Spielberg's Foreign Policy
"'Munich' is definitely the most European film I have ever made," Steven Spielberg told Germany"s Spiegel Online this week. "I also think that 'Munich' will have an easier time here, that it will be understood more easily and better."
The director knows his audience, as international media reaction to the film shows. Savaged by conservative commentators in The Washington Post and New York Times, Spielberg's movie about the massacre of 11 Israeli athletes at the 1972 Olympic Games opened to positive reviews in Europe this week. Only in Israel is the film getting mostly negative reviews.
The Independent's Robert Fisk, a Middle East correspondent and longtime critic of Israel, says the film is "absolutely brilliant."
"Most people who see the film, especially outside the US, will wonder what the fuss is all about,"
wrote The Guardian's Jonathan Freedland in a piece picked up by South Africa's Mail and Guardian. "Far from viewing Munich as anti-Israel, they may well regard it as highly sympathetic."
The film shows that "Spielberg is on a journey mirroring that of the Jewish community which raised him. At first, he burned with the desire to be not a Jewish director, but an American one telling heartland stories of rogue sharks and cute extra-terrestrials," he writes.
"Then he came face to face with the Holocaust. In Schindler's List, Spielberg was enacting the same move US Jewry had made from the late 1960s onwards, placing the Nazi catastrophe close to the centre of American Jewish identity. That film closed on a note of classic Zionism: the monochrome of murderous Europe giving way to the colour of redemptive, rescuing Israel."
"In Munich, Spielberg has taken a further step. He still loves Israel, he still longs for its survival and well-being, but now he is paying attention to the moral costs. The impact is not so much on the Palestinians, but on the Jewish soul. In this, too, Spielberg is in step with a nagging, if only rarely and reluctantly voiced, sentiment in the Jewish diaspora," Freedland says.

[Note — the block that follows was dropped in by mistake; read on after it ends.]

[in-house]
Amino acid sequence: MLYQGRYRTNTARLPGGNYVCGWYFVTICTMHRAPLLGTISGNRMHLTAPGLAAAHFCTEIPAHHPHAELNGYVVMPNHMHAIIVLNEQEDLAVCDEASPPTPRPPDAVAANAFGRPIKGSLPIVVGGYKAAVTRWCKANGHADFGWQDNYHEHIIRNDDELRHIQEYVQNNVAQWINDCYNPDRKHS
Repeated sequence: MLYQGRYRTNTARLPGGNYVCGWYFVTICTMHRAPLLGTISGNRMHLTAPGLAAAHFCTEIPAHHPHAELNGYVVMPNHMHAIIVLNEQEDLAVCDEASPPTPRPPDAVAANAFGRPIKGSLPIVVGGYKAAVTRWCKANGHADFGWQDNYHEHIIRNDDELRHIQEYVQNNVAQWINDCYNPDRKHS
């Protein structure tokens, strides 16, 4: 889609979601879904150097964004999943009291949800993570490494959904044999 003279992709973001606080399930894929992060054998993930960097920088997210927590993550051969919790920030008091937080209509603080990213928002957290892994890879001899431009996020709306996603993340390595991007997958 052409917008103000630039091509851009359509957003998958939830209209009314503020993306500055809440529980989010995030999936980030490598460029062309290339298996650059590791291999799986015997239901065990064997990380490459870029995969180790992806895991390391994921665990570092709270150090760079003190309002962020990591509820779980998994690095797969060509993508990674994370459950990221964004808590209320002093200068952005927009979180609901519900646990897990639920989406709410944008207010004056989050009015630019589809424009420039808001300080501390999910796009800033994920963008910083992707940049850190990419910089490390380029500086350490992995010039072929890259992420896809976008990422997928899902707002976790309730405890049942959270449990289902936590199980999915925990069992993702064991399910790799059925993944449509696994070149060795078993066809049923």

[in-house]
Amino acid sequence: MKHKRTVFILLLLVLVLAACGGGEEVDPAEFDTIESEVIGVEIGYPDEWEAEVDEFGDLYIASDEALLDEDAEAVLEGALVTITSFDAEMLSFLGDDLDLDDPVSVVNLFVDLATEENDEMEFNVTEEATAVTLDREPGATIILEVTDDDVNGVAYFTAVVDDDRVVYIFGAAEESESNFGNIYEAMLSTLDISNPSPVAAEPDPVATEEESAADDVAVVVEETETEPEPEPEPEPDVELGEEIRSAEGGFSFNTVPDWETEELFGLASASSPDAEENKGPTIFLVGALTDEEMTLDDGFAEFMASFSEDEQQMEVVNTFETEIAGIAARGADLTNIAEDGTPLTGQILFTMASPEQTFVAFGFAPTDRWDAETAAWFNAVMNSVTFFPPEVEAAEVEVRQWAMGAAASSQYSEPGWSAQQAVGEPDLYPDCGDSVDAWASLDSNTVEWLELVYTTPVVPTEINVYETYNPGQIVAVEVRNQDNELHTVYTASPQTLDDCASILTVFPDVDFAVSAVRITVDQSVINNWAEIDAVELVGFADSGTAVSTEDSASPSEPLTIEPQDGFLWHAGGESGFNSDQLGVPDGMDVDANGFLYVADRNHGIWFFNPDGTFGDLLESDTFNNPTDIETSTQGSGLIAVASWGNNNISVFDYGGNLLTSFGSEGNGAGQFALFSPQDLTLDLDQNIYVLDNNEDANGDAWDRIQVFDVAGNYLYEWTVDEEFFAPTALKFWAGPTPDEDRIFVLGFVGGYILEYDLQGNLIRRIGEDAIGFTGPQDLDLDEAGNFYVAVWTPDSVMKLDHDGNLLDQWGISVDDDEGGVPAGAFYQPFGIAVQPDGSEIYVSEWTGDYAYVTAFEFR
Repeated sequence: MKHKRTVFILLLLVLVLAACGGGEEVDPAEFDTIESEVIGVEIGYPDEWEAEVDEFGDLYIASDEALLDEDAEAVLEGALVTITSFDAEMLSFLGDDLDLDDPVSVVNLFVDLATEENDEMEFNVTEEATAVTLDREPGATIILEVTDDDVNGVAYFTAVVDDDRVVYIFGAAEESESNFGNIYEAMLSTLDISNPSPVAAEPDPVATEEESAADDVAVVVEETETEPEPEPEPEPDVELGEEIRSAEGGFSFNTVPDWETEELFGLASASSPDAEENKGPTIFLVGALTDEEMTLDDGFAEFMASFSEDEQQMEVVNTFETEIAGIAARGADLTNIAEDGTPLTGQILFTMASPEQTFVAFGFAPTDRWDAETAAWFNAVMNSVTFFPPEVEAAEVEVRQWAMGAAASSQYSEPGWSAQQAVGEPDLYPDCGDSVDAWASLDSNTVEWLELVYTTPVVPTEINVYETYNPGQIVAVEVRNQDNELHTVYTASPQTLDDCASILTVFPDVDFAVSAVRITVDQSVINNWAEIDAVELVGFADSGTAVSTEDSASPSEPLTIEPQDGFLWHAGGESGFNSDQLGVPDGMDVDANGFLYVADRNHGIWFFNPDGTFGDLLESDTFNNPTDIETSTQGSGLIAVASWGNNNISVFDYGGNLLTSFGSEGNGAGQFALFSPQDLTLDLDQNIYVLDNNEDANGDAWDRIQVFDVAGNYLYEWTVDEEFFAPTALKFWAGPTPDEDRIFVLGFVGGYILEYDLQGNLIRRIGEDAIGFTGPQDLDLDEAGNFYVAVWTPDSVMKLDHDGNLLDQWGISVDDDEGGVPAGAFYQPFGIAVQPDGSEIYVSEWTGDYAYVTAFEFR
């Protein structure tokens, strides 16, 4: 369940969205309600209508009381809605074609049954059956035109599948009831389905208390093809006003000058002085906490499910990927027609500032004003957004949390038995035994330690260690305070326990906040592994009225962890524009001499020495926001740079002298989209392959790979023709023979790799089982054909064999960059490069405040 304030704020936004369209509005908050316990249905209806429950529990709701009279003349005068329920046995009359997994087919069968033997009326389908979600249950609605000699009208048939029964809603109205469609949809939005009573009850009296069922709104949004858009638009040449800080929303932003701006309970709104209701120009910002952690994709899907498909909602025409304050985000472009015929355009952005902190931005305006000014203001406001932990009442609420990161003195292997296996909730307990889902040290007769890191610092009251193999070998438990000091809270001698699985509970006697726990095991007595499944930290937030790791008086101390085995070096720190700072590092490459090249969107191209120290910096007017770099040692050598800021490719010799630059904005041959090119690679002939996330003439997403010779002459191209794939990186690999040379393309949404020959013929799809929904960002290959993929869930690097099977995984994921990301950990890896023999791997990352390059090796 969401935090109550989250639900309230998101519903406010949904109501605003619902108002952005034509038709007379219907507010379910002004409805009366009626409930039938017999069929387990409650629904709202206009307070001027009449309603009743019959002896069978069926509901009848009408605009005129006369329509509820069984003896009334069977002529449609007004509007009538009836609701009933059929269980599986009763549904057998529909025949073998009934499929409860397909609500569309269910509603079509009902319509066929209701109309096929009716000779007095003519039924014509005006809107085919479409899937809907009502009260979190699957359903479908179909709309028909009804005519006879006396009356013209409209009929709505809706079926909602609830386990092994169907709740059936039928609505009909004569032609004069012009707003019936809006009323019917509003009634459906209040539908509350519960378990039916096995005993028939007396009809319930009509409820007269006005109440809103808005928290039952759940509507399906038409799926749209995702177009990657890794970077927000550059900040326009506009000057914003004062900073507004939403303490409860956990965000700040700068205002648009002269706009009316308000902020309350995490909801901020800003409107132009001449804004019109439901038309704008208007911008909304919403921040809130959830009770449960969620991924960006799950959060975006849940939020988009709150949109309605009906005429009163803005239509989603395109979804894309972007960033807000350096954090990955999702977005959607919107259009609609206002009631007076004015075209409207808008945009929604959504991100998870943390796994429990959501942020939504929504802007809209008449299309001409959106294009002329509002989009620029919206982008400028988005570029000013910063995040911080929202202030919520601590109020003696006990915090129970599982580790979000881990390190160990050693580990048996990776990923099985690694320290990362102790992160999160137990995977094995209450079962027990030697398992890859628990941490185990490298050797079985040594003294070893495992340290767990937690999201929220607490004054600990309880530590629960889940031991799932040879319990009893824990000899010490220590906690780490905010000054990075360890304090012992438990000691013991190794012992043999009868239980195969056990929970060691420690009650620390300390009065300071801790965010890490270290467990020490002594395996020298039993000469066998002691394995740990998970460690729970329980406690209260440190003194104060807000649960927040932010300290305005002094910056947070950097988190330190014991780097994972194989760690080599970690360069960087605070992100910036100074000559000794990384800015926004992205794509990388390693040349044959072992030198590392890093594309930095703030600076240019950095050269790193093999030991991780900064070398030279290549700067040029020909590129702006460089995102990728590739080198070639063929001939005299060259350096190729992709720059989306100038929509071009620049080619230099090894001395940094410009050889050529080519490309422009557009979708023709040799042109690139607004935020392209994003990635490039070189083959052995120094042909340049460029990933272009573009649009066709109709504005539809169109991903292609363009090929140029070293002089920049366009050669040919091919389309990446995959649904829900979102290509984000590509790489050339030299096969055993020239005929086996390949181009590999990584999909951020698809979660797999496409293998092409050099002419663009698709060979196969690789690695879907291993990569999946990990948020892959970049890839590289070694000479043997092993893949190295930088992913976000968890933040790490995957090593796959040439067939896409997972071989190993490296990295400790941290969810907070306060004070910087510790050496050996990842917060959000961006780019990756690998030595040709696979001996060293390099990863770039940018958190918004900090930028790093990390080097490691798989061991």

In an interview with The Guardian, Spielberg rejected criticism that he was too sympathetic to Palestinian character.
"'I find it kind of astonishing that people who don't like this movie are saying that I'm trying to humanise terrorists as if it was ever acceptable for me to dehumanise anyone in any of my pictures. Some political critics would like to see these people dehumanised because when you take away someone's humanity you can do anything to them, you're not committing a crime because they're not human."
But some of the families of the slain Olympians don't care for Spielberg's distinction. The father of a weightlifter killed in Munich gave a critical interview to Arutz Sheva, a right-wing radio station.
Mimi Weinberg, widow of the wrestling coach killed in 1972, told Ynet News
in Israel that the movie "fails to discern between those who murder
innocent civilians in their sleep and those who hunt down the
murderers," she said. "With Jews like Spielberg and [screenwriter Tony] Kushner we don't need enemies."
Weinberg said she has seen the film twice but doesn't want people to see it -- even though her son appears in it. Guri Weinberg, an actor in Los Angeles, portrays his father. What he thinks of the film is unknown. His contract bars him commenting.
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